Help mindat.org|Log In|Register|
Home PageMindat NewsThe Mindat ManualHistory of MindatCopyright StatusManagement TeamContact UsAdvertise on Mindat
Donate to MindatSponsor a PageSponsored PagesTop Available PagesMindat AdvertisersAdvertise on MindatThe Mindat Store
Minerals by PropertiesMinerals by ChemistryRandom MineralSearch by minIDLocalities Near MeSearch ArticlesSearch GlossaryMore Search Options
Search For:
Mineral Name:
Locality Name:
Keyword(s):
 
The Mindat ManualAdd a New PhotoRate PhotosLocality Edit ReportCoordinate Completion ReportAdd Glossary Item
StatisticsThe ElementsMember ListBooks & MagazinesMineral Shows & EventsThe Mindat DirectoryHow to Link to MindatDevice Settings
Photo SearchPhoto GalleriesNew Photos TodayNew Photos YesterdayMembers' Photo GalleriesPast Photo of the Day Gallery

Salisbury Mine (Old Hill Mine; Ore Hill Mine), Salisbury District, Salisbury, Litchfield Co., Connecticut, USA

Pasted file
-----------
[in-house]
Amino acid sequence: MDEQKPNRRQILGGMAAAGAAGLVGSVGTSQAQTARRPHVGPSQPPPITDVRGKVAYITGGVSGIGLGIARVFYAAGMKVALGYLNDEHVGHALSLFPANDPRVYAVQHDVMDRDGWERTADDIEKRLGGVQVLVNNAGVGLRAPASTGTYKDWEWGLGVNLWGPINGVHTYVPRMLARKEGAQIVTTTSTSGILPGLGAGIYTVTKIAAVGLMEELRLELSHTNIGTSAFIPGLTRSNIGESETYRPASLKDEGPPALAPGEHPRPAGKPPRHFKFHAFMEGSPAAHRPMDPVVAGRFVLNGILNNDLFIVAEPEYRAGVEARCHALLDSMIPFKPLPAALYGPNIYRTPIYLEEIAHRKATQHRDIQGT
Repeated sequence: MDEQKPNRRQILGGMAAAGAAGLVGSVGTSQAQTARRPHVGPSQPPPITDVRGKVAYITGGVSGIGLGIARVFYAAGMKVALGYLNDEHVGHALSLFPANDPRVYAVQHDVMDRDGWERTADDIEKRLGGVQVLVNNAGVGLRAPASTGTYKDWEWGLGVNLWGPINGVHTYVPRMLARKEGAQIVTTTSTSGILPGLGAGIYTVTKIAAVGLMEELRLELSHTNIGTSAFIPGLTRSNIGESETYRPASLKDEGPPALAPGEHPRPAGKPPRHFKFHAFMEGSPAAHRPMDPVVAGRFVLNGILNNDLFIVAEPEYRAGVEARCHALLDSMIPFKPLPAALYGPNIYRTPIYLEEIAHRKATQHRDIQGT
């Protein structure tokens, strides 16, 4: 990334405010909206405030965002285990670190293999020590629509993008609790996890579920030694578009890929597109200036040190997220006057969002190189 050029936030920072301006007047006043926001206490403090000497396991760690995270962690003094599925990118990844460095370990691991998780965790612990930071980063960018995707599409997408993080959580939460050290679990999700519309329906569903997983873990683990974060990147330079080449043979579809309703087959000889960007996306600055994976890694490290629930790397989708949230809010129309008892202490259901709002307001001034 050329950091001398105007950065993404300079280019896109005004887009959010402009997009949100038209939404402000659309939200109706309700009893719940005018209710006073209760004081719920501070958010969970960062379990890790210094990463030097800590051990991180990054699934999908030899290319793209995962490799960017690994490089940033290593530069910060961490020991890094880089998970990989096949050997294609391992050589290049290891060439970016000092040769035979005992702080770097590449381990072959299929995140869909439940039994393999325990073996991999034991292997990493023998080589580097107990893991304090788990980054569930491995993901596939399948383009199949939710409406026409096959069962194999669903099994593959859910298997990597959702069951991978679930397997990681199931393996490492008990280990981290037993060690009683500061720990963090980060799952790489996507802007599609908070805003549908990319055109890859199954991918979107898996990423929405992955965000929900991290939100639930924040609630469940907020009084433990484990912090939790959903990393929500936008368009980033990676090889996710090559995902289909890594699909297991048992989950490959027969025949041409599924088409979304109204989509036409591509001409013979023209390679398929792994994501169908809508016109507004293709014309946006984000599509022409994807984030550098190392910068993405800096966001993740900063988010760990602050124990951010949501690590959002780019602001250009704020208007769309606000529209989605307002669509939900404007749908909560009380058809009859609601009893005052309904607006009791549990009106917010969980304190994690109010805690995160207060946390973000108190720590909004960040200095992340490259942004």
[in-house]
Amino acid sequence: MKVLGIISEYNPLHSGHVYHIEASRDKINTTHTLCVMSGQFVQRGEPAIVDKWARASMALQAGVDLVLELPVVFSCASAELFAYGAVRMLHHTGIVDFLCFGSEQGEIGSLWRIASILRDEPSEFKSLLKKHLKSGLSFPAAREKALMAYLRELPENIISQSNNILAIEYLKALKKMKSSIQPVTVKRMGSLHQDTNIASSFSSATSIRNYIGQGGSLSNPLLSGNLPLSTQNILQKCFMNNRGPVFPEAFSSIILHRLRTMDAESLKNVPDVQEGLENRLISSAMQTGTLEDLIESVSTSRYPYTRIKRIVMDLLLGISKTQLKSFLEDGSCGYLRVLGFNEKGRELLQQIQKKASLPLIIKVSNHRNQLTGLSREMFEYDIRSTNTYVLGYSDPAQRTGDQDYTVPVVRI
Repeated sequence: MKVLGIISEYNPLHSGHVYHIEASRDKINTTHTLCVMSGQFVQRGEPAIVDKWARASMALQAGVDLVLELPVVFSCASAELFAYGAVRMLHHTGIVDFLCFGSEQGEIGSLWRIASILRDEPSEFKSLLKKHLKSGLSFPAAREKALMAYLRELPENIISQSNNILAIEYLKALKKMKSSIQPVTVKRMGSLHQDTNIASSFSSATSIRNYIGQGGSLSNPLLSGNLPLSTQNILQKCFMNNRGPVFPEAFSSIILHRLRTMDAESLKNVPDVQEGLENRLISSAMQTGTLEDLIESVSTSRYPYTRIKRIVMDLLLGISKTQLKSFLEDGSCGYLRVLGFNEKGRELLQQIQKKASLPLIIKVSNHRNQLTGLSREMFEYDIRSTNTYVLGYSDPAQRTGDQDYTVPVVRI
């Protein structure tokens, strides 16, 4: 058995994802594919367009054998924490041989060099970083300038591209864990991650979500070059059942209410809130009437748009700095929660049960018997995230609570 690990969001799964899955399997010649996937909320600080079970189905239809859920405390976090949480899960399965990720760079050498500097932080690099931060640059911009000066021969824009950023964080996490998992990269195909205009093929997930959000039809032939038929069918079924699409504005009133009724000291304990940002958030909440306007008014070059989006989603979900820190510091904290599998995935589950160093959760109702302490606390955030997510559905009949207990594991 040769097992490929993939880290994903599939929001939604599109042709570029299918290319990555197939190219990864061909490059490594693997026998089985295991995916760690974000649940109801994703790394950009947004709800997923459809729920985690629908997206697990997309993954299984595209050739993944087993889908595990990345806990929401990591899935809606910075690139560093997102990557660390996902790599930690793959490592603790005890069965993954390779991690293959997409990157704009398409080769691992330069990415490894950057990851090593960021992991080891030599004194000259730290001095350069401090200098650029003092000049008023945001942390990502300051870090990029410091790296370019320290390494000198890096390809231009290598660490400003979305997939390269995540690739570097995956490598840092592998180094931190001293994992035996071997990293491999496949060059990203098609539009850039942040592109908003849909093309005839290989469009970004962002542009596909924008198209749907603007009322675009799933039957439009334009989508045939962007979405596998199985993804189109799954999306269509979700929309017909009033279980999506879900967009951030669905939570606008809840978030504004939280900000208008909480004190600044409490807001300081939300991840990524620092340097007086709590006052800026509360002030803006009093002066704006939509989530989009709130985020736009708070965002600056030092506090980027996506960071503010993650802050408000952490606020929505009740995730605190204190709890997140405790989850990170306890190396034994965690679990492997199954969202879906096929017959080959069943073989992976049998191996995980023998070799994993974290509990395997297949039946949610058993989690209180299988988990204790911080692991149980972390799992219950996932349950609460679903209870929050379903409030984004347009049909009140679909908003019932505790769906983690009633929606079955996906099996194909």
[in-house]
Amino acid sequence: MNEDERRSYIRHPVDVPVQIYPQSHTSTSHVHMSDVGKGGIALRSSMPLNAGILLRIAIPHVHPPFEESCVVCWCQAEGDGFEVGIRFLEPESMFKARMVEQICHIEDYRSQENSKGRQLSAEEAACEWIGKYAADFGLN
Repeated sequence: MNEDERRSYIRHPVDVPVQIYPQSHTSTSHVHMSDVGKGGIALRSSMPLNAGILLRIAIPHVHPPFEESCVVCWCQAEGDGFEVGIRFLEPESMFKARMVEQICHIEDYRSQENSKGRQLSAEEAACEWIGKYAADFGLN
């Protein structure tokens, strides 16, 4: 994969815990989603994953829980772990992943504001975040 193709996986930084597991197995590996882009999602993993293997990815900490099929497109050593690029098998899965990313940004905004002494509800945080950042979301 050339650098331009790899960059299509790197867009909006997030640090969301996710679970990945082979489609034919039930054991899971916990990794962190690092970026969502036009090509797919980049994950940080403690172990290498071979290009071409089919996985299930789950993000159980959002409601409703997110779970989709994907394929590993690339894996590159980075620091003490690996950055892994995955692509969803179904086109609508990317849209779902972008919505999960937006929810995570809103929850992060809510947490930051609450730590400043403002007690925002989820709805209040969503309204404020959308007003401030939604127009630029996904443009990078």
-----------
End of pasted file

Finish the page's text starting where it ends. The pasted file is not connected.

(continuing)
This page is currently not sponsored. Click here to sponsor this page.
 


Detailed Mineral List:
Bementite
Description: The reference cited is discussing this mineral in context with its occurrence at the Scovill mine of the Salisbury iron ore district, not specifically regarding the Ore Hill, Salisbury mine.
Reference: Januzzi, Ronald E. and David Seaman. (1976), Mineral Localities of Connecticut and Southeastern New York State and Pegmatite Minerals of the World. Taylor Assoc./Mineralogical Press, Danbury: 229.
Cryptomelane
Habit: botryoidal
Colour: black with blue tint
Reference: Harold Moritz collection
Photo: © 2015 Harold Moritz. Cryptomelane from Salisbury Mine, Salisbury District, Salisbury, Litchfield Co., Connecticut, USA
Gibbsite
Habit: radially fibrous masses, stalactitic and spherical concretions, and as incrustations
Reference: Januzzi, Ronald E. and David Seaman. (1976), Mineral Localities of Connecticut and Southeastern New York State and Pegmatite Minerals of the World. Taylor Assoc./Mineralogical Press, Danbury: 229.